Indian government shut off the Internet over a 100 times in 2019 — and China is lovin' it
- The Indian government has been shutting down internet services in select parts of the country amid protests against the
Citizenship Amendment Act(CAA).
- The internet shutdowns have led an outcry from human activists that such measures aren’t coming down through the ‘right channels’.
- The accelerated pace and expanse of the internet shutdowns also has China citing India as ‘setting an example’.
- Businesses aren’t immune to the effects either as many online retailers rescheduled orders or reported a dip in sales.
When the internet isn’t being shut down, it’s at least being slowed down — known as throttling. Human rights activists claim that the order did not come down the ‘right channels’ making the entire exercise ‘illegal’.
It can only be ordered by a competent authority like Union home secretary or state home secretary, but this order was not issued by them," technology lawyer Mishi Choudhary told ET.
And, this is not the first time that the government is being accused of using
In fact, India has turned so infamous for it during the last few months that China — known for its strict surveillance of online activity — is citing India as an example. India’s internet shutdown shows normal practice for sovereign countries," said an editorial by Qing Qiu in People’s Daily — China’s largest newspaper and a controlled entity of the country’s ruling party.
Internet shutdown capital of the world
The government is allowed to sanction an internet shutdown in the case of a public emergency under the Temporary Suspension of Telecom Services (Public Emergency or Public Safety) Rules, 2017.
The problem is that internet shutdowns have become so common in India that it now has a reputation for being the ‘ internet shutdown capital of the world’. Kashmiris had to endure a four-month-long shutdown while the networks in Assam and parts of West Bengal were sporadically cut and activated.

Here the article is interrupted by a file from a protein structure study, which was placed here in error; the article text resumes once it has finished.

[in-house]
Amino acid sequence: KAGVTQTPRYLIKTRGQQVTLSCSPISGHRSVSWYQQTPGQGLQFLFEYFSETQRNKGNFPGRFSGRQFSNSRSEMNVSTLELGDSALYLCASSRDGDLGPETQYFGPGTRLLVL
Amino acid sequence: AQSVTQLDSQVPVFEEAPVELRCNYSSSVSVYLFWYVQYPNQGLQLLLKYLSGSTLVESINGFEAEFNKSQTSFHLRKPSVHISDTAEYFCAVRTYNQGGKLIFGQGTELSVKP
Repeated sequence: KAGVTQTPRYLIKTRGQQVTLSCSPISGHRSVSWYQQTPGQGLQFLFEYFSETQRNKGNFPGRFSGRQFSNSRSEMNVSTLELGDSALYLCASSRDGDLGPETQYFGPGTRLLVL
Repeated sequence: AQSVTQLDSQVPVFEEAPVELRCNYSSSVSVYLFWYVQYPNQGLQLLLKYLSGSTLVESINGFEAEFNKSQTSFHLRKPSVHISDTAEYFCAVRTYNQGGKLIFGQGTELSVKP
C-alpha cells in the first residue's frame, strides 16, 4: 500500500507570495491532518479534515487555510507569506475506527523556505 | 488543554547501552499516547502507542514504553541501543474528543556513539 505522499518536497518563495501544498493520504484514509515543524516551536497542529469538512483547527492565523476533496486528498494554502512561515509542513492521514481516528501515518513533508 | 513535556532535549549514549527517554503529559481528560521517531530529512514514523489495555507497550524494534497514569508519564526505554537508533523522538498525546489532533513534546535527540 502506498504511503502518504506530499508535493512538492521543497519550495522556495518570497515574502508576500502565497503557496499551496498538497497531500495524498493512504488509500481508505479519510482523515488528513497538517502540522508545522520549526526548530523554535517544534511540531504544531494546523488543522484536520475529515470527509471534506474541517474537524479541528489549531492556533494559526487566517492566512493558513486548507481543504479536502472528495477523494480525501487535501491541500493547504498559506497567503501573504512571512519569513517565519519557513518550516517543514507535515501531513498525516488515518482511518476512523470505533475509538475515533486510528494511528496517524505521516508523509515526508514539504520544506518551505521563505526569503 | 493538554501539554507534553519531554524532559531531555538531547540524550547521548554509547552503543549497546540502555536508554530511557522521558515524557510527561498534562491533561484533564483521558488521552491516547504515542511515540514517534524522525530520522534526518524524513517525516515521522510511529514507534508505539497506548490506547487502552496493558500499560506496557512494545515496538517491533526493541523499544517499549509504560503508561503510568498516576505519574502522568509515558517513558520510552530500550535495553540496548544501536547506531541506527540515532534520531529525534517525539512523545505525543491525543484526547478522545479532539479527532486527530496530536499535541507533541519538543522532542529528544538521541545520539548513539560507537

Since 2012, the internet has been shut down in India a total of 375 times and most of them have occurred during the last two years — 134 in 2018 and 103 in 2019.
It means that shutting down the internet in a state of emergency should be standard practice for sovereign countries," according to the People’s Daily editorial.
Impact of internet shutdowns
The damage of an internet shutdown isn’t restricted to missing messages on WhatsApp or an update on Instagram either. Although, Prime Minister Narendra Modi did ironically try and send out a tweet his ‘brothers and sisters in Assam’ when it was under an internet blackout.
I want to assure my brothers and sisters of Assam that they have nothing to worry after the passing of #CAB. I wa… https://t.co/VPsj5t5opd— Narendra Modi (@narendramodi) 1576124902000
Internet shutdowns are affecting businesses as well. Between 2012 to 2017, they cost the economy nearly $3 billion, according to an estimate by the Indian Council for Research on International Economic Relations ( ICRIER).
This time around, food delivery apps like Zomato, Uber Eats and Swiggy saw their volumes dip by 10 to 20% in Delhi. Grofers, an online grocery delivery service, had to reschedule 20,000 to 25,000 of its orders in Lucknow.
In addition the effect on businesses, this might not be the best time for the Indian government to be exercising its power in such a way with the Personal Data Protection Bill underway.
The bill is currently under discussion by a joint committee after being tabled in the Parliament in its last session. There are concerns that it has too many loopholes that will give the government access to user data in the name of ‘national security’ or a ‘public emergency’ — the very same reason used to justify the many internet shutdowns across the country.
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India accounted for most number of intentional internet shutdowns in South Asia 2017-18: UNESCO